For individuals in dire financial straits, filing for bankruptcy can be an opportunity to get a fresh start. However, the process of filing for bankruptcy is complex, and making the right decisions if you want to file is crucial.
One of the first things you'll need to decide is what kind of bankruptcy to file for. In most cases, individuals file for either Chapter 7 or Chapter 13 bankruptcy. Understanding the differences between the two can help you find the best path forward in your case.
Our lawyers have the tools to help you navigate your bankruptcy case. To schedule a consultation with our team, contact us online or via phone at (559) 900-1263.
The Role of Bankruptcy Trustees in Bankruptcy Cases
Before covering the types of bankruptcy, it's important to understand what bankruptcy trustees do.
The Department of Justice's US Trustee Program selects trustees in bankruptcy cases. Bankruptcy trustees are professionals who know concerning bankruptcy laws, best practices, and how assets are commonly divided during bankruptcy cases.
During bankruptcy, the trustee acts as a liaison between the individual filing for bankruptcy and their creditors. Essentially, the trustee works with both parties to ensure the debtors receive the maximum amount of compensation for their debts, and the individual filing for bankruptcy receives an equitable outcome considering the circumstances of the case.
What Is a Chapter 7 Bankruptcy?
To file for a Chapter 7 bankruptcy, you must take a means test. The means test uses your income to establish whether you're eligible to file for bankruptcy. For one person to file for bankruptcy, they must make $4,018.25 per month ($48,219 per year). A two-person household must bring in $5,076.08 per month or less.
In a Chapter 7 bankruptcy, the bankruptcy court can repossess an individual's non-exempt assets to repay their debts (at least, as much as they are able).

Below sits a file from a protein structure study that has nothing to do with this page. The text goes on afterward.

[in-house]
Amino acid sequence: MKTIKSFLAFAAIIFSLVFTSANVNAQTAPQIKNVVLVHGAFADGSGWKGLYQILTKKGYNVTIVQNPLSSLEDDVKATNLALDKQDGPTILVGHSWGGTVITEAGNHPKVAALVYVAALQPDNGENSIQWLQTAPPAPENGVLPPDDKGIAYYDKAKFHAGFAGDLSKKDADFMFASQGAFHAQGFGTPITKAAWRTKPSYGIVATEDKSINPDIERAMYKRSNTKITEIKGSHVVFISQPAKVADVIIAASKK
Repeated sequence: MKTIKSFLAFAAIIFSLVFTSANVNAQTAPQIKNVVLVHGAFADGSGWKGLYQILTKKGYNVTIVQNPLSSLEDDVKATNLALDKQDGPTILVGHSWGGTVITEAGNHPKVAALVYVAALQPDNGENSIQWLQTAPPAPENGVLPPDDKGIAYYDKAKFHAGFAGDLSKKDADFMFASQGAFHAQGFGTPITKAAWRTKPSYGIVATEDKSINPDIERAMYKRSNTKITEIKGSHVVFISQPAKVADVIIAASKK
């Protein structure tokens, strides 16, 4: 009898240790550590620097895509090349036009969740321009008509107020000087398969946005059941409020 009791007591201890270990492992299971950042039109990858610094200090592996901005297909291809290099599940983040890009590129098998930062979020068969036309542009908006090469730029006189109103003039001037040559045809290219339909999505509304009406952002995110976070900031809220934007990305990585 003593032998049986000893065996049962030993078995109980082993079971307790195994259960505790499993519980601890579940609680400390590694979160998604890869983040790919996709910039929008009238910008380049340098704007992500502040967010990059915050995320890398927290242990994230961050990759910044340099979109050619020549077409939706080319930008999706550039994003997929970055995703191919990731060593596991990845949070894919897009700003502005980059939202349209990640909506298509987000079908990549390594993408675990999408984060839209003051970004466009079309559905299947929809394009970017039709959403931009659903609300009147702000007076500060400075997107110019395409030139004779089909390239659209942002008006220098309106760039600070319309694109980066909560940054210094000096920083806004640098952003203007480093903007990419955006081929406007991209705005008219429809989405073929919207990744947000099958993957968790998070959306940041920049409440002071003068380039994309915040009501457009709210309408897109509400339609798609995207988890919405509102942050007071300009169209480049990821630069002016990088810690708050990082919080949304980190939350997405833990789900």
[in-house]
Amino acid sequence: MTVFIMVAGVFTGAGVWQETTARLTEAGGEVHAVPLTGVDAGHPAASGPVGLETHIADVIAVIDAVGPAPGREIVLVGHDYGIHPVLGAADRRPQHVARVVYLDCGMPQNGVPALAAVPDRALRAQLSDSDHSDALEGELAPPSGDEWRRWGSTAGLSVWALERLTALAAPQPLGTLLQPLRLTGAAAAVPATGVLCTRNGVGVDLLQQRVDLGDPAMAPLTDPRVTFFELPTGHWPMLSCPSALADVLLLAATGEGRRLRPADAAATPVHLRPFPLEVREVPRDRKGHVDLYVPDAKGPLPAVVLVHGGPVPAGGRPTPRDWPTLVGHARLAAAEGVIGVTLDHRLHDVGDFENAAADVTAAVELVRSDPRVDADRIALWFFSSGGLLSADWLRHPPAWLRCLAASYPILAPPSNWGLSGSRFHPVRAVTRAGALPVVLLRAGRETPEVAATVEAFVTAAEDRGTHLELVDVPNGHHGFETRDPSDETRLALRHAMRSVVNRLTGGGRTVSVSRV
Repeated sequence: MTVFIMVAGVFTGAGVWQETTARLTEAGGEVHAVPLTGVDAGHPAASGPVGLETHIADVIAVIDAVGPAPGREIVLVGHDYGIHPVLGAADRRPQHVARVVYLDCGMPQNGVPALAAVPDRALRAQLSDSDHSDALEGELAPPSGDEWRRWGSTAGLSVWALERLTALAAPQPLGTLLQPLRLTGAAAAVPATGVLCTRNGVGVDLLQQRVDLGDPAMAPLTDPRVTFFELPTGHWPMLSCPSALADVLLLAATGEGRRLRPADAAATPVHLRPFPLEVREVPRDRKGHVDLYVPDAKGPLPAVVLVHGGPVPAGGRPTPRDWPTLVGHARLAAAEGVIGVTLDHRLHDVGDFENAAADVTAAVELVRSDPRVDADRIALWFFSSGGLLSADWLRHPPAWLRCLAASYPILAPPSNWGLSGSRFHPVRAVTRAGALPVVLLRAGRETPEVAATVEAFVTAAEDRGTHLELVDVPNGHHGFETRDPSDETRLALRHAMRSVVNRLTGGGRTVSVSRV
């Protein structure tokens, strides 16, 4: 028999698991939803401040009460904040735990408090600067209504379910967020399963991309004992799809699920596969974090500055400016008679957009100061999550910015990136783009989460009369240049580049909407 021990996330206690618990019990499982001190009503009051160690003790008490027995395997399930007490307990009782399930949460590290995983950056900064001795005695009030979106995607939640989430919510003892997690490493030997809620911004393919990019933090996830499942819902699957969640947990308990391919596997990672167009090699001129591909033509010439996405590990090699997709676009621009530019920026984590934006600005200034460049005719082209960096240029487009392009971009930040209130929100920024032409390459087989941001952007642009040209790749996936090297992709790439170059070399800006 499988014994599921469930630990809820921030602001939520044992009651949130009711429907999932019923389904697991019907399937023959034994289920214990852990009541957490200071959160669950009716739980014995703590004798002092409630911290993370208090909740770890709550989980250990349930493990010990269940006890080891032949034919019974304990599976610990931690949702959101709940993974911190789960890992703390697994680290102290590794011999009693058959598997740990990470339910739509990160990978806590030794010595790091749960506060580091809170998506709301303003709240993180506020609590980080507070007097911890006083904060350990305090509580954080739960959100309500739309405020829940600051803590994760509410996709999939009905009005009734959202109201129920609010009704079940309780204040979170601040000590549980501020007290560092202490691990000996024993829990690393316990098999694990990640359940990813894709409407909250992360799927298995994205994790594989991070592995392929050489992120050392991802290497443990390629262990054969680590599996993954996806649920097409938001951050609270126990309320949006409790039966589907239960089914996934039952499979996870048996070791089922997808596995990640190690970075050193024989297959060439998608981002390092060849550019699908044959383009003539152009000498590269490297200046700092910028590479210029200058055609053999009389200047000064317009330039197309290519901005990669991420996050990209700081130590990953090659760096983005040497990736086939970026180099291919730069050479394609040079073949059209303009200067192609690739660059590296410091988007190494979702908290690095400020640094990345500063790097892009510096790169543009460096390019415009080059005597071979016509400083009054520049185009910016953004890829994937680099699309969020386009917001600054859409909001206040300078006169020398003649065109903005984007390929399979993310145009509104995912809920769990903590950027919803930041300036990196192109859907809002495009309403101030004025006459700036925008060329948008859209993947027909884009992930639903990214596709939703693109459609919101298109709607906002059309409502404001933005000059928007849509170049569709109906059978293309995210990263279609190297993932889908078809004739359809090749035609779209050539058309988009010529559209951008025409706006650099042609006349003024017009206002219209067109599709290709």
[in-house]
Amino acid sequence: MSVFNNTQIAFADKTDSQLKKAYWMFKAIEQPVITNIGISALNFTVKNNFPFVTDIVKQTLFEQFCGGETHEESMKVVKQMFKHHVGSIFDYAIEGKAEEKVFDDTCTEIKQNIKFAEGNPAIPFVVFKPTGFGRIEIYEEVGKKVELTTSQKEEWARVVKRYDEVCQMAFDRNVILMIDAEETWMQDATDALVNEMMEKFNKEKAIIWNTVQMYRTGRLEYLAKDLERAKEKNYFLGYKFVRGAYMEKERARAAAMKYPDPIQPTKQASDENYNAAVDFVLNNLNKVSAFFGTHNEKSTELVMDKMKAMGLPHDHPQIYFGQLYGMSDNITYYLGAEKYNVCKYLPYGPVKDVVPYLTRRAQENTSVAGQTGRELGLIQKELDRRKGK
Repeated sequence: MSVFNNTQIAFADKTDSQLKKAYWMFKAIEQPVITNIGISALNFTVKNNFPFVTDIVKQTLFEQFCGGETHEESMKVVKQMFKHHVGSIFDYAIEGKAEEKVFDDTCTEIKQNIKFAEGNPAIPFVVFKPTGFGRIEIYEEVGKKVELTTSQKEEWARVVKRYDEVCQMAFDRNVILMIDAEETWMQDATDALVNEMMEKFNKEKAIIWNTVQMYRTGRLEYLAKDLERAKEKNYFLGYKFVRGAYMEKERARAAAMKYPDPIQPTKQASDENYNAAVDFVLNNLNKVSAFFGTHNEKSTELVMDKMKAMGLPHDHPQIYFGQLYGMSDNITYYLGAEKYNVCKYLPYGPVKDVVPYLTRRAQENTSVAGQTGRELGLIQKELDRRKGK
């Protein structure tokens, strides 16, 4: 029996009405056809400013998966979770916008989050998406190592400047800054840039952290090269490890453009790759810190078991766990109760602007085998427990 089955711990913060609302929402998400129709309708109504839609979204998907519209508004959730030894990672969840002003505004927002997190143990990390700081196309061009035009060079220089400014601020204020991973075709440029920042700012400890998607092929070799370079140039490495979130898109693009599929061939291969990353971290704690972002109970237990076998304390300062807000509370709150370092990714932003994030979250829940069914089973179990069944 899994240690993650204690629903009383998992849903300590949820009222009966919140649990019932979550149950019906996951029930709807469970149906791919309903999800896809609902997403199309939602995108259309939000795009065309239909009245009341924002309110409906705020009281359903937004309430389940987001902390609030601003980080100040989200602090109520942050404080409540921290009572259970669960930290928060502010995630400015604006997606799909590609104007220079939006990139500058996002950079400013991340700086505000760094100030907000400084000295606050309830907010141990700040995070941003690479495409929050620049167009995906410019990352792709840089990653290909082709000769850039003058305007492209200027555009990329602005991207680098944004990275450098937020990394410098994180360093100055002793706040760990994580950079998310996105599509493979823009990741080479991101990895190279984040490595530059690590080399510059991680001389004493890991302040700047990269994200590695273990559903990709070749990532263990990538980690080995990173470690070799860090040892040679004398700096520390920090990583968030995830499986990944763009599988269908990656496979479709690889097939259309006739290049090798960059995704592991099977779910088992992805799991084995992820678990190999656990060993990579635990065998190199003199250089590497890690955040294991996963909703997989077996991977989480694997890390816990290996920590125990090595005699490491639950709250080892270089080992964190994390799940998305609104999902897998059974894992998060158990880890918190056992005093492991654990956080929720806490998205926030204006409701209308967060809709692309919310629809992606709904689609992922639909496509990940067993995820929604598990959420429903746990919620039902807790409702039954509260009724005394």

The court cannot repossess all of an individual's assets to repay their debts. Certain vital assets, such as a person's place of living, vehicle, or other assets the court deems essential, are exempt from the bankruptcy process.
During the bankruptcy process, creditors can no longer attempt to contact the debtor (the individual filing for bankruptcy) with regard to delinquent payments.
Chapter 7 bankruptcy is generally suitable for individuals who fall under a certain monthly income and need a new financial start after being overwhelmed by debts or other financial difficulties.
What Is a Chapter 13 Bankruptcy?
Individuals who make too much money to pass a Chapter 7 bankruptcy means test often file for Chapter 13 bankruptcy instead.
During a Chapter 13 bankruptcy, creditors cannot repossess the debtor's assets or property to replace their debts. Instead, the trustee works with the debtor and the creditors to establish a repayment plan for their debts.
During both Chapter 7 and Chapter 13 bankruptcy, creditors can choose to abandon their debts instead of requiring a debtor to repay them.
It's important to note that while debtors can receive extensions on debt repayments using bankruptcy, certain types of debts aren't affected by bankruptcy. For example, if a debtor has child support payments, they must continue to make those throughout the bankruptcy case (or attempt to repay any outstanding child support delinquency).
At Arnold Law Group, PC, our bankruptcy lawyers will help you pursue the type of bankruptcy best for your case and seek an optimal outcome in your bankruptcy dispute.
To schedule a bankruptcy consultation with our team, contact us online or via phone at (559) 900-1263.